They board the plane and unfortunately Neal’s first class ticket is really just a coach ticket. He protests briefly before giving up and going back to coach. It just so happens that his seat is next to Del Griffith. Neal is frustrated with the situation and becomes even more unnerved when Del decides to take off his shoes and socks. Before taking a rest, the shower ring salesman is convinced that this plane will not land in Chicago because of the weather outside the terminal.
Later, they are awakened by the cockpit who announces “Welcome to Wichita, Kansas”. Unfortunately, the plane did not make it to Chicago. Upset and tired, Neal tries to find another way out of Wichita. It is not going to happen on this cold night. Del chats up a conversation with Neal and it seems that he was able to corral a room for the night at the Braidwood Inn. Eventually, Mr. Page caves in and decides to head off to the Inn and see if he can get a room as well. Little does he know that his adventures with Del Griffith are just beginning.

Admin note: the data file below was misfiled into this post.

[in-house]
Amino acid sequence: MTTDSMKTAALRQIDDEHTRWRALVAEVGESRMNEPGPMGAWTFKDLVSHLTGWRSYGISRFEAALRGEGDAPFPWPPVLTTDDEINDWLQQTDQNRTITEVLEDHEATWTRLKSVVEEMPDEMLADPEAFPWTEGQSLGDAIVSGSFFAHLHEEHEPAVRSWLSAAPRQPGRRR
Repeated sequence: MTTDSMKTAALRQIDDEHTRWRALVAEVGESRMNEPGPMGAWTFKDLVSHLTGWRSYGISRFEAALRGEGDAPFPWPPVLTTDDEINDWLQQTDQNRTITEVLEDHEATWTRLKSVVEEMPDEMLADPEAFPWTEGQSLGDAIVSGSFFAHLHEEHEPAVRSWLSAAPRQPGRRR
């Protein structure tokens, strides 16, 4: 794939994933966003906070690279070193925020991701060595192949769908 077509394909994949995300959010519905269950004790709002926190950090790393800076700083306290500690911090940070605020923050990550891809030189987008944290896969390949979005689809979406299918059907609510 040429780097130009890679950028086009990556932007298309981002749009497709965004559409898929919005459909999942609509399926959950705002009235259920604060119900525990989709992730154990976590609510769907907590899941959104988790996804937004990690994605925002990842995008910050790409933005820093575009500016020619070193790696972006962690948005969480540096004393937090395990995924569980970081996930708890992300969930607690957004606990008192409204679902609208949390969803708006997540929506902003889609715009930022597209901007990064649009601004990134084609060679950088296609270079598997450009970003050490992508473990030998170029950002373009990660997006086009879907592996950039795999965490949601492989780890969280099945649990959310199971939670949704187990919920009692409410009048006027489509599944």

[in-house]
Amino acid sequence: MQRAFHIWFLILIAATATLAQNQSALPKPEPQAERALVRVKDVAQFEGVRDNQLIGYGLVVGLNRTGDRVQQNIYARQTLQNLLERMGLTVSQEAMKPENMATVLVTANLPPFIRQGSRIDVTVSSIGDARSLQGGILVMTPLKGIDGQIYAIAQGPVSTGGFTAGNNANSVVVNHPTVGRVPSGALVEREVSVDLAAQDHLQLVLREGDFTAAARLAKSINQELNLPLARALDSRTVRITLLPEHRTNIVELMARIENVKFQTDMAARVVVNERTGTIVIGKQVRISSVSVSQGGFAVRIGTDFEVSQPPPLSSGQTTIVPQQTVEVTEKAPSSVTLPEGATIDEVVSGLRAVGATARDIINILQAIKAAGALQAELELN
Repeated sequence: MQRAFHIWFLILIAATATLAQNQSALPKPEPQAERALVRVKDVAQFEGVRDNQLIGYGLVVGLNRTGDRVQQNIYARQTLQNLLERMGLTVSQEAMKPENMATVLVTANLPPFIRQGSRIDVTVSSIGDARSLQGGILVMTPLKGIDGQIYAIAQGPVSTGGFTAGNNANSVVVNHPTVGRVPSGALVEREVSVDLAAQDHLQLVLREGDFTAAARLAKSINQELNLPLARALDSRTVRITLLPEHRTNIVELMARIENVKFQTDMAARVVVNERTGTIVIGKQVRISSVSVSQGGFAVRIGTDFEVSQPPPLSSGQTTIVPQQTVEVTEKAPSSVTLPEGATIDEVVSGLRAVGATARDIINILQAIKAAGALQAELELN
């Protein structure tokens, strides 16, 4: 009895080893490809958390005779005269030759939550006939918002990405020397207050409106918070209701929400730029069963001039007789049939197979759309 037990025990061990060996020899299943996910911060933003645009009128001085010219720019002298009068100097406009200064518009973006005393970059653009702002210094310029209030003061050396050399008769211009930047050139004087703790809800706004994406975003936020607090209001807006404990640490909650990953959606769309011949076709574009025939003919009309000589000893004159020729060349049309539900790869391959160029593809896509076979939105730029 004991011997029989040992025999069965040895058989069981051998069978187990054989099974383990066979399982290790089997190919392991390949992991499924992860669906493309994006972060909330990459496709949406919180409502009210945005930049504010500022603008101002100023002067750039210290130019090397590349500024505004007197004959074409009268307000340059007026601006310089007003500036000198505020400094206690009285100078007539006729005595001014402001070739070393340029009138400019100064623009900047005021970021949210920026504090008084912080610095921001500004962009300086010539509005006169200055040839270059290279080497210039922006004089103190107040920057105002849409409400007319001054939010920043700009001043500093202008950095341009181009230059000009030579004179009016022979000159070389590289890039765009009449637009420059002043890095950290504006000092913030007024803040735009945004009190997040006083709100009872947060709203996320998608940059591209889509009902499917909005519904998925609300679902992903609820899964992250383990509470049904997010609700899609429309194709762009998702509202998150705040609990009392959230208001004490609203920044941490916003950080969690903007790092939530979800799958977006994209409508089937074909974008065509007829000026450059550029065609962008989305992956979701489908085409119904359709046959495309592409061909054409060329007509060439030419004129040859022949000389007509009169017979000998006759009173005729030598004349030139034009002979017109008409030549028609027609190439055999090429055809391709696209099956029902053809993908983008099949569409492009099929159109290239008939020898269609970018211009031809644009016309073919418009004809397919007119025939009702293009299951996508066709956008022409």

Planes, Trains, and Automobiles has always been one of my favorite films. The sad fact is that it had been many years since I have seen it. I would reckon to say at least half a decade has passed. But, due to my experiences in life, I honestly think it is funnier now than when I first watched the movie as a teenager. Steve Martin and John Candy are fantastic together. Steve Martin (despite being funny in his own right) plays the straight man and John Candy does his best over the top comedy performance by being warm and charismatic.
In fact, despite the film really only having two major characters, it does wonders with small yet important roles. We get Kevin Bacon, Edie McClurg and even Ben Stein in these small but unforgettable parts. Sure, since this is a John Hughes written and directed film, we are familiar with these actors showing up but they play such good roles that we do not mind one bit. There is very little not to like in this movie (as with most pictures by Hughes), as long as one is able to stretch reality just a little bit.